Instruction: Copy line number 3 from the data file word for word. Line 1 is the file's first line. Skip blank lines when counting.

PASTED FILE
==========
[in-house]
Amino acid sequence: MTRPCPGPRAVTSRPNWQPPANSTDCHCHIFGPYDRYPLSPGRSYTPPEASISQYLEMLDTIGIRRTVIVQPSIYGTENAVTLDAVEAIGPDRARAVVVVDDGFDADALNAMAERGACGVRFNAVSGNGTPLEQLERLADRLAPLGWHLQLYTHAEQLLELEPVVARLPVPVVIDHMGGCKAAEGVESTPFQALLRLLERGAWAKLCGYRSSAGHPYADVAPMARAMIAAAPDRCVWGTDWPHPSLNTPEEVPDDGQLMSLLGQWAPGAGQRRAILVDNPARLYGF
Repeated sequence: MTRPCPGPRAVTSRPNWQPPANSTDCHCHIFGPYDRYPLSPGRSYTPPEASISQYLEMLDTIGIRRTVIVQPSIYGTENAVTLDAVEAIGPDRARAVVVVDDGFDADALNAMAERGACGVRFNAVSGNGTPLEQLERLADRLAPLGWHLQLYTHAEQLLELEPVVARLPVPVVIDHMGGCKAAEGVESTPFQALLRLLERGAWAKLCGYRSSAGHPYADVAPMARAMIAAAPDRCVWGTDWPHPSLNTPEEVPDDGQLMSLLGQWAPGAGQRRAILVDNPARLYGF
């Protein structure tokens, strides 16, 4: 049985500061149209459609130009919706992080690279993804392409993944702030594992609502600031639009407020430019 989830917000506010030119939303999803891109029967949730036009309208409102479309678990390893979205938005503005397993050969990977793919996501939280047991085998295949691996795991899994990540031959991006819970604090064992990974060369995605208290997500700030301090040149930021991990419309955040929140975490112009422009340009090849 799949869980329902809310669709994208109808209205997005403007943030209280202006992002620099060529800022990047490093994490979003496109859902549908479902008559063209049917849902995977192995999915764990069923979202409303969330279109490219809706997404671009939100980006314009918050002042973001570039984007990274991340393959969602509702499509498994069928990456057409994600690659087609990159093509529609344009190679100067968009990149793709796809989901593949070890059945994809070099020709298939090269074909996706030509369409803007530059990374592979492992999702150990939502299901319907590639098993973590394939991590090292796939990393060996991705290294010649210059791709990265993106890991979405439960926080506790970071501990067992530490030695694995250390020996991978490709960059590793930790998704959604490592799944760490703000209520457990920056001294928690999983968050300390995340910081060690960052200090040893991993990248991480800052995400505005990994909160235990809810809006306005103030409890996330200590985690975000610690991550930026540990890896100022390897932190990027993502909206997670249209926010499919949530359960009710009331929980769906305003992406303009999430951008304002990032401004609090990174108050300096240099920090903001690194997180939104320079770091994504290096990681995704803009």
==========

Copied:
Repeated sequence: MTRPCPGPRAVTSRPNWQPPANSTDCHCHIFGPYDRYPLSPGRSYTPPEASISQYLEMLDTIGIRRTVIVQPSIYGTENAVTLDAVEAIGPDRARAVVVVDDGFDADALNAMAERGACGVRFNAVSGNGTPLEQLERLADRLAPLGWHLQLYTHAEQLLELEPVVARLPVPVVIDHMGGCKAAEGVESTPFQALLRLLERGAWAKLCGYRSSAGHPYADVAPMARAMIAAAPDRCVWGTDWPHPSLNTPEEVPDDGQLMSLLGQWAPGAGQRRAILVDNPARLYGF